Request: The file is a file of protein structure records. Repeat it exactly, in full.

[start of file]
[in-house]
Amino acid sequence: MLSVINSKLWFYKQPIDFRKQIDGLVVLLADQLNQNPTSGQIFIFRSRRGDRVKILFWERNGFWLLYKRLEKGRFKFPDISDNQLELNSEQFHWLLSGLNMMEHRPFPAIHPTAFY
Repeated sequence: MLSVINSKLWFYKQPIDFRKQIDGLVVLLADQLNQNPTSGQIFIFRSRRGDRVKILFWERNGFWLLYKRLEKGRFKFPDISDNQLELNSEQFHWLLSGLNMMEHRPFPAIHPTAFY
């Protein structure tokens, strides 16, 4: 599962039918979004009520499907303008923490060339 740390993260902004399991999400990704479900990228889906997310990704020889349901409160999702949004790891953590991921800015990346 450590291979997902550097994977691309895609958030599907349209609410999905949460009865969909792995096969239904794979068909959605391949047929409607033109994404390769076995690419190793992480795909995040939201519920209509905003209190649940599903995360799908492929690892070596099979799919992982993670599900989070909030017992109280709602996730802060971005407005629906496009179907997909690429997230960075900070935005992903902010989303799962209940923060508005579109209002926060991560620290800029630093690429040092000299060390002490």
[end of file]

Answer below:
[in-house]
Amino acid sequence: MLSVINSKLWFYKQPIDFRKQIDGLVVLLADQLNQNPTSGQIFIFRSRRGDRVKILFWERNGFWLLYKRLEKGRFKFPDISDNQLELNSEQFHWLLSGLNMMEHRPFPAIHPTAFY
Repeated sequence: MLSVINSKLWFYKQPIDFRKQIDGLVVLLADQLNQNPTSGQIFIFRSRRGDRVKILFWERNGFWLLYKRLEKGRFKFPDISDNQLELNSEQFHWLLSGLNMMEHRPFPAIHPTAFY
């Protein structure tokens, strides 16, 4: 599962039918979004009520499907303008923490060339 740390993260902004399991999400990704479900990228889906997310990704020889349901409160999702949004790891953590991921800015990346 450590291979997902550097994977691309895609958030599907349209609410999905949460009865969909792995096969239904794979068909959605391949047929409607033109994404390769076995690419190793992480795909995040939201519920209509905003209190649940599903995360799908492929690892070596099979799919992982993670599900989070909030017992109280709602996730802060971005407005629906496009179907997909690429997230960075900070935005992903902010989303799962209940923060508005579109209002926060991560620290800029630093690429040092000299060390002490």